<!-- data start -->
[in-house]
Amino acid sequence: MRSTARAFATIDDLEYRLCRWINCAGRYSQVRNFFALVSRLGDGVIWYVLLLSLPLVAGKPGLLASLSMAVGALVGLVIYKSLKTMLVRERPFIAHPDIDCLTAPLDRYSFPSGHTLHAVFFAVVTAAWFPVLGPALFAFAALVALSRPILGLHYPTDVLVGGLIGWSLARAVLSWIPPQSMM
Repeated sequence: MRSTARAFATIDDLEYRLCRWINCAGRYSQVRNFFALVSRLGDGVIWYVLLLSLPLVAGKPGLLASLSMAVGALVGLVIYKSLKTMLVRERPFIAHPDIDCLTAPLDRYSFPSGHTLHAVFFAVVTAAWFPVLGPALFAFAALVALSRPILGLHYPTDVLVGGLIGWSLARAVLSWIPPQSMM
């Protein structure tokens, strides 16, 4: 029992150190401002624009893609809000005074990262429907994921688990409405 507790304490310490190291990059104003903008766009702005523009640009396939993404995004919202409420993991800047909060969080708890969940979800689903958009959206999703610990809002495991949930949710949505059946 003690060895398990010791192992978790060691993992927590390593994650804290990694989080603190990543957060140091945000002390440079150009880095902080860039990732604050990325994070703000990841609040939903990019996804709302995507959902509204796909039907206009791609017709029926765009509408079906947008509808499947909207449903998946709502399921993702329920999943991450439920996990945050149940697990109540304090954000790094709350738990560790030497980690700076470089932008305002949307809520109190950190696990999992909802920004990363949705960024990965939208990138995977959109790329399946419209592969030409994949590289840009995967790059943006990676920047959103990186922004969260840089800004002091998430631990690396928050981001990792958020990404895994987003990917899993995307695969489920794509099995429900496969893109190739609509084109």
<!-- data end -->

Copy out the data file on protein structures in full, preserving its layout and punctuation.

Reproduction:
[in-house]
Amino acid sequence: MRSTARAFATIDDLEYRLCRWINCAGRYSQVRNFFALVSRLGDGVIWYVLLLSLPLVAGKPGLLASLSMAVGALVGLVIYKSLKTMLVRERPFIAHPDIDCLTAPLDRYSFPSGHTLHAVFFAVVTAAWFPVLGPALFAFAALVALSRPILGLHYPTDVLVGGLIGWSLARAVLSWIPPQSMM
Repeated sequence: MRSTARAFATIDDLEYRLCRWINCAGRYSQVRNFFALVSRLGDGVIWYVLLLSLPLVAGKPGLLASLSMAVGALVGLVIYKSLKTMLVRERPFIAHPDIDCLTAPLDRYSFPSGHTLHAVFFAVVTAAWFPVLGPALFAFAALVALSRPILGLHYPTDVLVGGLIGWSLARAVLSWIPPQSMM
């Protein structure tokens, strides 16, 4: 029992150190401002624009893609809000005074990262429907994921688990409405 507790304490310490190291990059104003903008766009702005523009640009396939993404995004919202409420993991800047909060969080708890969940979800689903958009959206999703610990809002495991949930949710949505059946 003690060895398990010791192992978790060691993992927590390593994650804290990694989080603190990543957060140091945000002390440079150009880095902080860039990732604050990325994070703000990841609040939903990019996804709302995507959902509204796909039907206009791609017709029926765009509408079906947008509808499947909207449903998946709502399921993702329920999943991450439920996990945050149940697990109540304090954000790094709350738990560790030497980690700076470089932008305002949307809520109190950190696990999992909802920004990363949705960024990965939208990138995977959109790329399946419209592969030409994949590289840009995967790059943006990676920047959103990186922004969260840089800004002091998430631990690396928050981001990792958020990404895994987003990917899993995307695969489920794509099995429900496969893109190739609509084109």